Failing to indicate causes 'millions of crashes per year', according to a Society of Automotive Engineers (SAE) report.
The US-based study shows that the effects of failing to indicate could be worse than 'distracted driving' - using a mobile phone behind the wheel.
The study watched 12,000 vehicles as they turned or changed lanes, and noted the rate of those who used their indicators. It showed that a staggering 48% of drivers didn't bother indicating when changing lanes, and 25% didn't when turning.
Scaled up, it means that US drivers fail to indicate 750 billion times per year, with "each incident of neglect [elevating] the risk of a multi-vehicle crash," according to the SAE.
The study says that "the collective result of turn signal neglect is as many as two million crashes per year" - more than twice the number of crashes that the US Department of Transport attributes to distracted driving.
The SAE, therefore, recommends that all cars adopt so-called Smart Turn Signal technology, which it describes thus:
The feature is similar to a seat belt reminder – if you habitually neglect the use of your turn signal when you execute turns, you will eventually get a friendly reminder display.
For drivers who use turn signals nearly every time, no display will ever appear, so it is never a nuisance for most drivers. Drivers who neglect their turn signals will quickly improve their habits and therefore reduce their overall risk of involvement in a crash as well as reducing the risk of getting a traffic citation.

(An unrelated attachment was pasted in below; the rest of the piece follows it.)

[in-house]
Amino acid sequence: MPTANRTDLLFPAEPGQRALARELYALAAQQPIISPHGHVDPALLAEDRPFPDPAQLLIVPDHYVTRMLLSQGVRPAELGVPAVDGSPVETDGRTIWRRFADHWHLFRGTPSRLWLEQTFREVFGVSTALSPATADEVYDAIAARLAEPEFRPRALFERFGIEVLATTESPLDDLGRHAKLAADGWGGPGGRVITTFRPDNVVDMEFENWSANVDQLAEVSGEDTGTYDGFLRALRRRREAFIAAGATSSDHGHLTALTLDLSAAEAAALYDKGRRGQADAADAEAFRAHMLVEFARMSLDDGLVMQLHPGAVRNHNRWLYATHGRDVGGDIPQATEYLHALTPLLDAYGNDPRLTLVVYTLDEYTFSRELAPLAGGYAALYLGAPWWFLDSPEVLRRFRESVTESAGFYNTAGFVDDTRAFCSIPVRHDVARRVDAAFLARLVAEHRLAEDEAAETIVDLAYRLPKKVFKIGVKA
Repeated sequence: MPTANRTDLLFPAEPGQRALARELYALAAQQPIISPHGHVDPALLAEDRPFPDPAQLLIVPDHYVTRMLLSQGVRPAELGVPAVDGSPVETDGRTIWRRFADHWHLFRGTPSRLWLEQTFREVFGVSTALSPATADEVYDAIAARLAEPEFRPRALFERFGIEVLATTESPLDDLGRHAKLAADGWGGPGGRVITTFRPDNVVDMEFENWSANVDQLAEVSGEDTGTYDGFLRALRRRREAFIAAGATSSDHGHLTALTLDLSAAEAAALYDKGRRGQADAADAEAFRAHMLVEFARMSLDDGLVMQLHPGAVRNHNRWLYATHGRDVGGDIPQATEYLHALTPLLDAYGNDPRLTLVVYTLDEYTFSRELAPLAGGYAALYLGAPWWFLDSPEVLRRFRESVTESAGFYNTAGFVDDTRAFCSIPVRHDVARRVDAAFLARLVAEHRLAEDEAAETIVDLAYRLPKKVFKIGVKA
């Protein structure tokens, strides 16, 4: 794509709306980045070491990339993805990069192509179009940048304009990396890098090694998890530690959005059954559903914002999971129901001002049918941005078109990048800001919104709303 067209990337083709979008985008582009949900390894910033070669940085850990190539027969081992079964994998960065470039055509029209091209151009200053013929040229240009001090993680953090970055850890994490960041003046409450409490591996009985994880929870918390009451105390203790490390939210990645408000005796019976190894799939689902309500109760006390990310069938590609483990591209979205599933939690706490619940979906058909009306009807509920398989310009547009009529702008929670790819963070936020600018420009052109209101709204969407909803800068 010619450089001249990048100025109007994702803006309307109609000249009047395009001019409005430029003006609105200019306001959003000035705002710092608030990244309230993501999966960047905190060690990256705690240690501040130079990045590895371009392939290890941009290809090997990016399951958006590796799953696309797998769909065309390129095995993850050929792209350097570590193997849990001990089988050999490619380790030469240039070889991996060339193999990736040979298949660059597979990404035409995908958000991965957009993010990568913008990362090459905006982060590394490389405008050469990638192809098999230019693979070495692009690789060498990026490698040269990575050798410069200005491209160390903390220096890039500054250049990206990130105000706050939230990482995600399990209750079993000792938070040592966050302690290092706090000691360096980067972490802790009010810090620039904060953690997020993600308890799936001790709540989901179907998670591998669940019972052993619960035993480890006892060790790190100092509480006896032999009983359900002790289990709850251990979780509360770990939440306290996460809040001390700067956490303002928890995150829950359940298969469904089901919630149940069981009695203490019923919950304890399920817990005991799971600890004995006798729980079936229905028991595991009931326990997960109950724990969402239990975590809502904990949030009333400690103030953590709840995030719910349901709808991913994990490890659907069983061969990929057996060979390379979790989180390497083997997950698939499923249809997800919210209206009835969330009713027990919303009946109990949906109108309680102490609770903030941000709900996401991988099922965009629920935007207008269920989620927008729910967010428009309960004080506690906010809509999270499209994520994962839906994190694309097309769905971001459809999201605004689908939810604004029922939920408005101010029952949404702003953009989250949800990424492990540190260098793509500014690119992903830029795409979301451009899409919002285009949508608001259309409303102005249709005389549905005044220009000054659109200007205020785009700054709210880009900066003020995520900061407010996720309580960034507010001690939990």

Smart Turn Signal technology uses the same sensors as the Stability Control System, which is standard on all new cars, which the SAE says makes it cost effective.
And it's not a bad idea, although some might suggest that improved driver training would be a more effective and responsible way of increasing indicator use.
"The turn signal is one of the very original automotive crash prevention devices and this simple driver to driver communication device remains extremely effective, but only when it is accurately displayed as required by law", said Richard Ponziani, who wrote the SAE report.